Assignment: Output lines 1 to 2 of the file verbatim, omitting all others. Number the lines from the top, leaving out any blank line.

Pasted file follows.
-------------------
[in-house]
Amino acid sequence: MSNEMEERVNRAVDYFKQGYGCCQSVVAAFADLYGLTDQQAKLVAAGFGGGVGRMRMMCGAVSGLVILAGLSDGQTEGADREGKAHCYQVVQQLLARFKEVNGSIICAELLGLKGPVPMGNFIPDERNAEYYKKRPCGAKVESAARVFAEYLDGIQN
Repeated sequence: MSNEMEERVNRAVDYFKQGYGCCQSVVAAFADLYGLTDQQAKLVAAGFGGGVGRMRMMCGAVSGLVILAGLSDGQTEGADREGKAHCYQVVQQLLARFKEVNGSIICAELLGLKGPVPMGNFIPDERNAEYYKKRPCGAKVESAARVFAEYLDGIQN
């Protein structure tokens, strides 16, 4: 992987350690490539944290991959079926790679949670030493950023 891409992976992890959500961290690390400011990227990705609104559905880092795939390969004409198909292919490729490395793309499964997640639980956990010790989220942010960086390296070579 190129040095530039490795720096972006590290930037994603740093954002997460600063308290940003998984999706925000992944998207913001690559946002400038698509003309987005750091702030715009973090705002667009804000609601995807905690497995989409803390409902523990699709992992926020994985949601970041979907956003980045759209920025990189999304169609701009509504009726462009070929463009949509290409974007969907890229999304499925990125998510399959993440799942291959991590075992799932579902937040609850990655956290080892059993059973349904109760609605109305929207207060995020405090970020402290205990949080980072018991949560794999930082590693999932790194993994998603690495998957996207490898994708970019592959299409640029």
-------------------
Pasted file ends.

[in-house]
Amino acid sequence: MSNEMEERVNRAVDYFKQGYGCCQSVVAAFADLYGLTDQQAKLVAAGFGGGVGRMRMMCGAVSGLVILAGLSDGQTEGADREGKAHCYQVVQQLLARFKEVNGSIICAELLGLKGPVPMGNFIPDERNAEYYKKRPCGAKVESAARVFAEYLDGIQN